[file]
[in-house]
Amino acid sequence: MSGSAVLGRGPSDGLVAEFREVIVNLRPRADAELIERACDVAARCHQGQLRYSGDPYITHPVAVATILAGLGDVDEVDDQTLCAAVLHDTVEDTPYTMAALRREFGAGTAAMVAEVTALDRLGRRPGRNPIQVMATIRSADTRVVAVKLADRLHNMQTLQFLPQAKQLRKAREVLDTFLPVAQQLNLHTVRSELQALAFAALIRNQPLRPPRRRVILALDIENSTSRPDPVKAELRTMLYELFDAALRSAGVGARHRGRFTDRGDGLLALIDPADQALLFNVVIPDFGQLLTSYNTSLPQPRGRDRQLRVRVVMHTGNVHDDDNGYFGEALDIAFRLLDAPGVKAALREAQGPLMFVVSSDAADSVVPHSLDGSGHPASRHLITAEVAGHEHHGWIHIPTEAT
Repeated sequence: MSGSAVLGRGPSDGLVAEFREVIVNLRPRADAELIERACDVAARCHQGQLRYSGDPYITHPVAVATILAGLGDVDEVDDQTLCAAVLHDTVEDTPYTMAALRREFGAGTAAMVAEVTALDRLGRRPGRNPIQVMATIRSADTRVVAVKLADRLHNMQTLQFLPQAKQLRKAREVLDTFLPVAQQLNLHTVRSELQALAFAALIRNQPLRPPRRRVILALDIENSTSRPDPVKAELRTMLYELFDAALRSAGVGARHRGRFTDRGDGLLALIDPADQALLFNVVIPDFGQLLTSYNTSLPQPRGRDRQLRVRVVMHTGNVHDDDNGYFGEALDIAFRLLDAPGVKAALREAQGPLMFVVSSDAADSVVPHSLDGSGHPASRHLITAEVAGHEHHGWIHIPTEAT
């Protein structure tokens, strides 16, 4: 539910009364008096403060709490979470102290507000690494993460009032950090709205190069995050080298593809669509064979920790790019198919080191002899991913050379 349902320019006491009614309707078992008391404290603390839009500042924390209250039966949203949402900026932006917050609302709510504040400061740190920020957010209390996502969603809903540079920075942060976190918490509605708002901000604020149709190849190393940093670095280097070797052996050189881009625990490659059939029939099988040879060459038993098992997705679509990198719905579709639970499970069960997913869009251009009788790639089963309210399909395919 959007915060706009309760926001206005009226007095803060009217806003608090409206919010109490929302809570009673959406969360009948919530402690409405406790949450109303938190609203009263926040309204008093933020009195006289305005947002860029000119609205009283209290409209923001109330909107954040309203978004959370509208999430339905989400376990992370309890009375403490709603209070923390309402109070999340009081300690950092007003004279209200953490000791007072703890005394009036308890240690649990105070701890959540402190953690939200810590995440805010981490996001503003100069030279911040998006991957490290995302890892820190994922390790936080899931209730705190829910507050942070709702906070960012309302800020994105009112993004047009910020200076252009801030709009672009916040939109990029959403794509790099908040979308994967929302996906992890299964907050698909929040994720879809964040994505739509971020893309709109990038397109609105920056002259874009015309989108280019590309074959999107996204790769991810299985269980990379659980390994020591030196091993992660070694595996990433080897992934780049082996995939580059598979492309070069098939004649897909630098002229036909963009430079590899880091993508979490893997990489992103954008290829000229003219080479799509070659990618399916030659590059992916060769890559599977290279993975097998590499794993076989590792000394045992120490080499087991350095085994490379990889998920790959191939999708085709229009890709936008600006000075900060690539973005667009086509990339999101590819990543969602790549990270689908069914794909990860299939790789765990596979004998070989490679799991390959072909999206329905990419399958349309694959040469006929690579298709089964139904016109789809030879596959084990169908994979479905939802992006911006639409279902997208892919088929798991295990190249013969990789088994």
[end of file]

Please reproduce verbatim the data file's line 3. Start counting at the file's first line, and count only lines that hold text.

Repeated sequence: MSGSAVLGRGPSDGLVAEFREVIVNLRPRADAELIERACDVAARCHQGQLRYSGDPYITHPVAVATILAGLGDVDEVDDQTLCAAVLHDTVEDTPYTMAALRREFGAGTAAMVAEVTALDRLGRRPGRNPIQVMATIRSADTRVVAVKLADRLHNMQTLQFLPQAKQLRKAREVLDTFLPVAQQLNLHTVRSELQALAFAALIRNQPLRPPRRRVILALDIENSTSRPDPVKAELRTMLYELFDAALRSAGVGARHRGRFTDRGDGLLALIDPADQALLFNVVIPDFGQLLTSYNTSLPQPRGRDRQLRVRVVMHTGNVHDDDNGYFGEALDIAFRLLDAPGVKAALREAQGPLMFVVSSDAADSVVPHSLDGSGHPASRHLITAEVAGHEHHGWIHIPTEAT